... the undermining of our traditional educational systems, which has gone on longer in Britain but which in the New Age of political correctness seems to have gone into overdrive [in North America], is now a grave danger. It threatens the collective memory of our society, from which its habits and even its identity flow. When a Stanford University English professor describes Milton as 'an ass [and] ... a sexist pig,' and when Shakespeare is on the syllabus of Duke University (in the words of another professor) only to illuminate the way seventeenth-century society mistreated women, the working class, and minorities -- we can say that university education is effectively coming to an end.

Dec. 22, 1997 - from a speech at the International Conservative Congress, as quoted in National Review Magazine
I believe politicians must see that religious education has a proper place in the school curriculum. The Christian religion - which, of course, embodies many of the great spiritual and moral truths of Judaism - is a fundamental part of our national heritage. For centuries it has been our very lifeblood. Indeed we are a nation whose ideals are founded on the Bible. Also, it is quite impossible to understand our history or literature without grasping this fact. That is the strong practical case for ensuring that children at school are given adequate instruction in the part which the Judaic-Christian tradition has played in molding our laws, manners, and institution. How can you make sense of Shakespeare and Sir Walter Scott, or of the constitutional conflicts of the seventeenth century in both Scotland and England, without some such knowledge?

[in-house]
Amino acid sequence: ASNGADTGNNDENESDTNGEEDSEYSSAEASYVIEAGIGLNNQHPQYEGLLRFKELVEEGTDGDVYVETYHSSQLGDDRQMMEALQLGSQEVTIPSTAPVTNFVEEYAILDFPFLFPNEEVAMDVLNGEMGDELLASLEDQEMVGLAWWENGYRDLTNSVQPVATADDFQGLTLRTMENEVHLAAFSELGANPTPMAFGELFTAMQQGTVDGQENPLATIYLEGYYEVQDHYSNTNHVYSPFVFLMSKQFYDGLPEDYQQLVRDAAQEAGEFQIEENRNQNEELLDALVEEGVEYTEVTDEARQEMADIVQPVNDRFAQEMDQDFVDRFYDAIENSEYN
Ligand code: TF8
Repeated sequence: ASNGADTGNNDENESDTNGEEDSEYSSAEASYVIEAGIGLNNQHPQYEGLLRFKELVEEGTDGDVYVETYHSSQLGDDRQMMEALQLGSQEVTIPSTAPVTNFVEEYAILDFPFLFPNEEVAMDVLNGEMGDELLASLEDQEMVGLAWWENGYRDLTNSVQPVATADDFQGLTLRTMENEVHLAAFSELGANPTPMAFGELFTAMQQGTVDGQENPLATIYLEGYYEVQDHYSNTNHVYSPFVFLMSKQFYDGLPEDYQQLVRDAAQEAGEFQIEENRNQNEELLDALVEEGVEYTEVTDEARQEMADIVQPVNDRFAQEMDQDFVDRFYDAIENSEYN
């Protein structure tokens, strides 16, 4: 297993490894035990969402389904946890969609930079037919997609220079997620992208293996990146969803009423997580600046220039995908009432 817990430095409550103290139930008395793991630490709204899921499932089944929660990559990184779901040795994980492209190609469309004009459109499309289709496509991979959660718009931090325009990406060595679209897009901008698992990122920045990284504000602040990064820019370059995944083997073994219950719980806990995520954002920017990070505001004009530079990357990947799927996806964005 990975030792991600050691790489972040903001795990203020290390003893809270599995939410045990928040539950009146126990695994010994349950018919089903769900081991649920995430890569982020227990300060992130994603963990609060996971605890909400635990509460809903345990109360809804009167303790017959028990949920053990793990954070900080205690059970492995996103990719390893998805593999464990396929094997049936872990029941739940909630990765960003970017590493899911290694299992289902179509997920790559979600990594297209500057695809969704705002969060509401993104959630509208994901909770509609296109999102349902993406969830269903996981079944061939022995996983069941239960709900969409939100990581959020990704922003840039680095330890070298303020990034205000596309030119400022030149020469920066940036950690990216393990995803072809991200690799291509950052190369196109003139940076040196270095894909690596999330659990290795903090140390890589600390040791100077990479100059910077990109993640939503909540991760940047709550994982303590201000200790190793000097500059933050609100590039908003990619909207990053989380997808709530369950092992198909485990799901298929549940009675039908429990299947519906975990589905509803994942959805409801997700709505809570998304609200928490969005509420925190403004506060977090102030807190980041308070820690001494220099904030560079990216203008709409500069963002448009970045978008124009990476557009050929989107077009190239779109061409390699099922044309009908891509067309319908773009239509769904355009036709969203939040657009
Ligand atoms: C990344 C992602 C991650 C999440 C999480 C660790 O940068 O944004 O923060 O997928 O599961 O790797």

May 21, 1988 - from "Christianity and Wealth", a speech to the leaders of the Church of Scotland

Thoreau, Henry David